Miya Ando Featured at Venice Biennale, 2015

miya ando venice bienalle portrait Miya Ando Featured at Venice Biennale, 2015 recent press press miya ando press

(Photo credit: Roy Ritchie)

Miya Ando’s large-scale installation featured in the 56th Venice Biennale’s “Frontiers Reimagined” Exhibiton, Museo di Palazzo Grimani. On view May 9, 2015 – November 22, 2015.

Artwork title: “Emptiness The Sky” Shou Sugi Ban
Size: 84x84x84 Inches
Medium: Charred Wood, metal paintings

Miya Ando’s “Emptiness The Sky” (Shou Sugi Ban) is a free-standing room clad on the outside walls with Shou Sugi Ban, a charred wood which is used in construction in Okayama, Japan where the artist spent time as a child. The houses in her neighborhood, including the Buddhist temple where she lived was clad in Shou Sugi Ban wood. It is believed that Shou Sugi Ban charred wood prevents fires, as the charred wood is less flammable than regular timber. The artist also lived amongst redwood trees in Santa Cruz, California for a portion of her childhood and played in a tree-house that was inside of a 300 foot tall Redwood Tree which had been struck by lightening and was charred in a very similar manner as the Shou Sugi Ban. The inside of the Shou Sugi Ban installation is covered in wall to ceiling paintings on metal, creating an immersive environment. The 84x 84x 84 inch structure is inspired by traditional Japanese tea rooms (Chashitsu) and is a space informed by memory and quietude.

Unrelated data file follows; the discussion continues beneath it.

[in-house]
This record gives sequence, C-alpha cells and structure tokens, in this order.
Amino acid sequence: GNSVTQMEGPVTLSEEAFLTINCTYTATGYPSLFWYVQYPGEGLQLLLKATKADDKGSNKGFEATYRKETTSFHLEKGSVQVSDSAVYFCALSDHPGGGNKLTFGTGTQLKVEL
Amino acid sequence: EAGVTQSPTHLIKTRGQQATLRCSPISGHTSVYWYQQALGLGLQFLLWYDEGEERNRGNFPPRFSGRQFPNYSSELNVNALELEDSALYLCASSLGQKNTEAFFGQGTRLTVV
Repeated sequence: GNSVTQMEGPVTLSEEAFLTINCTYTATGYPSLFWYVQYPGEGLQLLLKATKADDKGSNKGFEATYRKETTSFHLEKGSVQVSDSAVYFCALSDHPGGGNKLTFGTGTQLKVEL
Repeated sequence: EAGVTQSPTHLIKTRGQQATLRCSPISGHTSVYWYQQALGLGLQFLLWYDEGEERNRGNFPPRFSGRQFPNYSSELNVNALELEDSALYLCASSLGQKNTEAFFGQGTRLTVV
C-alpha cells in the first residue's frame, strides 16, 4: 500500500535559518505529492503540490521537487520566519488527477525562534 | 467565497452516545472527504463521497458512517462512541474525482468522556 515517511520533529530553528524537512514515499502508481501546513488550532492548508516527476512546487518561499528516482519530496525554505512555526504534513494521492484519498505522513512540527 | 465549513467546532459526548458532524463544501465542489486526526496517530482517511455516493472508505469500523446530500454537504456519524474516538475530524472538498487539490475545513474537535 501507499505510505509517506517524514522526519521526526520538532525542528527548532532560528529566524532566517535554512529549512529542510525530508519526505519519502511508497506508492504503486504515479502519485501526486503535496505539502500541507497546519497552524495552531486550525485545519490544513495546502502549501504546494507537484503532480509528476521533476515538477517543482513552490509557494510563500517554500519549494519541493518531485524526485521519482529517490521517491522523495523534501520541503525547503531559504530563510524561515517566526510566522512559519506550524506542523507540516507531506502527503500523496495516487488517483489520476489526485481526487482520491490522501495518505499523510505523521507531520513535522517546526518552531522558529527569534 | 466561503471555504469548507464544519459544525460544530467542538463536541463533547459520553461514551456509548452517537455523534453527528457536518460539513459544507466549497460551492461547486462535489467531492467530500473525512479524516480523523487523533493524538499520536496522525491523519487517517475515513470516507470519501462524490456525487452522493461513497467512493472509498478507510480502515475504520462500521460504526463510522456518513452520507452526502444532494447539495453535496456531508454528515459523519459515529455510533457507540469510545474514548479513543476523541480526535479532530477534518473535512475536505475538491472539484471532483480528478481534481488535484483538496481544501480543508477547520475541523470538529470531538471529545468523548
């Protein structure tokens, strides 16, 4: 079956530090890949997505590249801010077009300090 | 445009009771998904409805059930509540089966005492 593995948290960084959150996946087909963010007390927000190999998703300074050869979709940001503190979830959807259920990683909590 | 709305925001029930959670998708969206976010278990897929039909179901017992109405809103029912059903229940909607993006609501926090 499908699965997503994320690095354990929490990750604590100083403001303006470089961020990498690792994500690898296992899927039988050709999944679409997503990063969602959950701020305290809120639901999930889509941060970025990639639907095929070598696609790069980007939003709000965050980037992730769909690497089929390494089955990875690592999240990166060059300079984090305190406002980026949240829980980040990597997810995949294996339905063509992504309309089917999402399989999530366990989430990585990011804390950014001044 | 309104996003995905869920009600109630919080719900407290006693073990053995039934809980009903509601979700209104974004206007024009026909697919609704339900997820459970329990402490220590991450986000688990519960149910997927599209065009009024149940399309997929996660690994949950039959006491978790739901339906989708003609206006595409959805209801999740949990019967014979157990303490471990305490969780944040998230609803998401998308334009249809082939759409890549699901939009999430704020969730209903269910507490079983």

Excerpt from Lori Zimmer essay: “In Ando’s traditional metal canvases, viewers can experience her meditative calm by standing before them, hung on a gallery’s wall. ‘Emptiness The Sky’ (Shou Sugi Ban) invites viewers to feel tranquility on the next level, from the inside out. The piece, a fusion of inspirations of Japanese tea rooms and a childhood tree house inside a charred redwood tree, is a respite from the art world bubble, a private chamber to give oneself over to the transformative calm of fields of metal and pigment. Like being immersed inside the contemplative plane of one of her paintings, viewers can lose themselves, blurring the lines of where their consciousness ends and Ando’s paintings begin.”